By GREGORY ZELLER // Victor Susman wants to set a few billion things straight.
That’s his estimate for the number of old family photos out there – actual printed photographs, existing not on a screen but in hard copy, stuffed into shoeboxes and albums. Before they disintegrate into dust or are otherwise lost to history, Susman wants to see them scanned into digital format.
But like anyone who’s ever tried to scan a photo or document with a conventional scanner, he knows this is more science than art – and until now, the science has been lacking.
The problem, as Susman sees it, is that photos placed on a scanner bed don’t stay straight when the scanner lid closes. Even if it’s just a fraction of an inch, the act of closing the lid tends to shift the thing being scanned.
That’s hassle enough for amateurs trying to preserve personal pics, but for a professional like Susman, who runs West Babylon print shop I.L.S. Offset Printing with his brother, Harvey, it’s an ongoing nightmare, haunting him a quarter-inch at a time.
The problem was bad enough at I.L.S., which handles personal and commercial accounts but mostly subcontracts work for other commercial printers, including posters, calendars, envelopes and business cards. In 2013, when Susman officially launched his startup Have Scanner Will Travel – designed specifically to help folks digitally preserve those shoeboxes filled with photos – the inability to keep scanning targets straight became paramount.
“I had a lot of customers with old 3-by-5 and 4-by-6 photos,” Susman recalled. “I’d scan one or two or three at a time, and found that when I put the scanner lid down, even if I was very gentle with it, the photos would become crooked. I’d have to go into Photoshop and straighten them out – another operation, another step, something else to do.”
Frustrated, Susman searched for a scanner frame that would hold photos in place, similar to the one he used to hold slides still on the scanner bed: a thin frame that secured up to 15 standard slides. But his search for a photo-friendly frame – he visited websites of photography giants like Minolta and prime printers like Epson, he scoured Amazon, he even attended photography trade shows in New York City – drew blanks.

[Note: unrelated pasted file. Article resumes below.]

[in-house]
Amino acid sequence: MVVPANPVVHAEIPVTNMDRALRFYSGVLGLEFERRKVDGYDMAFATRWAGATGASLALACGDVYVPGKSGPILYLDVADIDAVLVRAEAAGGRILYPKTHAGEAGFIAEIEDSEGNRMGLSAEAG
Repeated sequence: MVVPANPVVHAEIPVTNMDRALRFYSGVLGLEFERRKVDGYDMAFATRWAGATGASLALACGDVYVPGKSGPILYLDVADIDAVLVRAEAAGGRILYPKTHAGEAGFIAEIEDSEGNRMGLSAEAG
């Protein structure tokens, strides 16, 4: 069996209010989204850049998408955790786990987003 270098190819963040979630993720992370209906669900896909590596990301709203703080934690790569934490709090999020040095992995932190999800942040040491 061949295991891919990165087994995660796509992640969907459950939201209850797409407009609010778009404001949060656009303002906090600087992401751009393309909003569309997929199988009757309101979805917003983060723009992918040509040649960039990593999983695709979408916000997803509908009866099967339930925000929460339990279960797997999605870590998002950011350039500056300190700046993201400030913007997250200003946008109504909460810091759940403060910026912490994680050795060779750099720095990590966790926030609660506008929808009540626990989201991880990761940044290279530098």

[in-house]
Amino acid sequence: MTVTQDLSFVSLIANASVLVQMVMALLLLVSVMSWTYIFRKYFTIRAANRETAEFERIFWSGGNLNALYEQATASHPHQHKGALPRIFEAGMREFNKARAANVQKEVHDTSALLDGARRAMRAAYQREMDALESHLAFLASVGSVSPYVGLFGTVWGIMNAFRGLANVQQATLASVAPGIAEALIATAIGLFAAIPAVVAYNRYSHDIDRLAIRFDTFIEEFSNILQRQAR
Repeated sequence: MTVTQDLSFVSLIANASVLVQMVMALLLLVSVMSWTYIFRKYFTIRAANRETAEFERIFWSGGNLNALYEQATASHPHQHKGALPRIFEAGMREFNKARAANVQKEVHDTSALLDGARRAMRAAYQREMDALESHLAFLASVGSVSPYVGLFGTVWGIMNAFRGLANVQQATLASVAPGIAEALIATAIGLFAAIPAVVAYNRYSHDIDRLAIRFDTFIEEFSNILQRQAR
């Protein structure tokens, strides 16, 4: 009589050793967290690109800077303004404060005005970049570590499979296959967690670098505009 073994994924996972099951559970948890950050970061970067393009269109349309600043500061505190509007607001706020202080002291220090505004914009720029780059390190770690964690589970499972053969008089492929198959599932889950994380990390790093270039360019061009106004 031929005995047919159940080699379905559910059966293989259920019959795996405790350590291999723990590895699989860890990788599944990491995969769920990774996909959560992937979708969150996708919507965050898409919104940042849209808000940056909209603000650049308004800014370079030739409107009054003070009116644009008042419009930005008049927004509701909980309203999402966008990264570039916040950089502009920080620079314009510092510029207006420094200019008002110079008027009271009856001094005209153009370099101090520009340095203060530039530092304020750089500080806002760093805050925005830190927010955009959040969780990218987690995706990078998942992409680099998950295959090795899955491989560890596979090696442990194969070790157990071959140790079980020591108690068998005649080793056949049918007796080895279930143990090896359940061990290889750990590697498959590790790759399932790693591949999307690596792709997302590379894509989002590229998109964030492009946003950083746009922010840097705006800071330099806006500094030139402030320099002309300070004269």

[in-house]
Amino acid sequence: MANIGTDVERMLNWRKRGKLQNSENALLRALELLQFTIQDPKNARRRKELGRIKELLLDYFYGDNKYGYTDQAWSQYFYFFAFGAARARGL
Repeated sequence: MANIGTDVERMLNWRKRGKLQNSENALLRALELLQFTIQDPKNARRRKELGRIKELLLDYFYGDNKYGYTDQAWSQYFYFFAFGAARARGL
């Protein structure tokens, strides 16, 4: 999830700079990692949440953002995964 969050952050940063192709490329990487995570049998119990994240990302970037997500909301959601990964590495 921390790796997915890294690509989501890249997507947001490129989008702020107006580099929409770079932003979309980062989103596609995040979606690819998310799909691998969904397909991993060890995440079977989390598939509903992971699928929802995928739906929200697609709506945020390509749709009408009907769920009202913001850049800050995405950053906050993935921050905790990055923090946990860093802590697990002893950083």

Susman had never attempted to design or build anything, but when his search came up empty, necessity mothered his invention. What would eventually become his proprietary Scanstraight device started as a small cardboard cutout, but “cardboard doesn’t last too long,” he noted, “especially if you use it on a daily basis.”
So the inventor turned to something more durable, using the plastic slides frame as a model. Measuring 8 5/8-by-11 5/8 inches, his final product is only one-eighth of an inch thick, meaning “the lid closes without a problem” when the frame rests on the scanner bed, according to Susman.
The Scanstraight fits most scanner beds and can hold up to three 4-by-6 photos securely in place.
Susman landed a design patent in April 2014 and has had about 200 Scanstraight devices produced by a Chinese manufacturer. These are “not prototypes,” he noted, but “the actual product,” and he’s trying to move them through word-of-mouth and the Have Scanner Will Travel website.
But for Susman – a big thinker whose parents launched I.L.S. Offset Printing in 1965 – Scanstraight ambitions don’t stop at 200 units.
“I’d eventually like to mass-produce them,” he said. “I’m trying to get a scanning company interested, like Konica or HP, someone who could bundle this with their scanners.”
Susman has already attended craft shows and is planning to hit more this fall; he may also look to place the Scanstraight on Amazon’s virtual shelves and is “looking at other types of advertising.” He cited considerable marketing guidance from Brian Fried, founder of the Suffolk County Inventors and Entrepreneurs Club, which Susman joined in 2012.
“I’ve learned from Brian and from other members where to market it and how to market it, and I’m trying to determine how to best use the information I’ve gathered,” Susman noted. “The Inventors Club has been a very useful resource.”
In addition to helping him develop a marketing strategy, the club has helped Susman focus his Scanstraight intentions. The device has obvious commercial applications, and his work at I.L.S. and Have Scanner Will Travel is what actually pushed him to create it, but Scanstraight’s bread will be buttered, the inventor knows, by personal users.
“It can be used for commercial needs, obviously, but with the digital revolution growing faster and faster, most commercial shops really rely on digital and stock photography,” he said. “The Scanstraight will mainly be used to make scanning easier for personal users.
“There are a literally billions of photos out there that will fade and turn to dust and be lost,” Susman added. “This frame makes it easier and faster to save them for posterity.”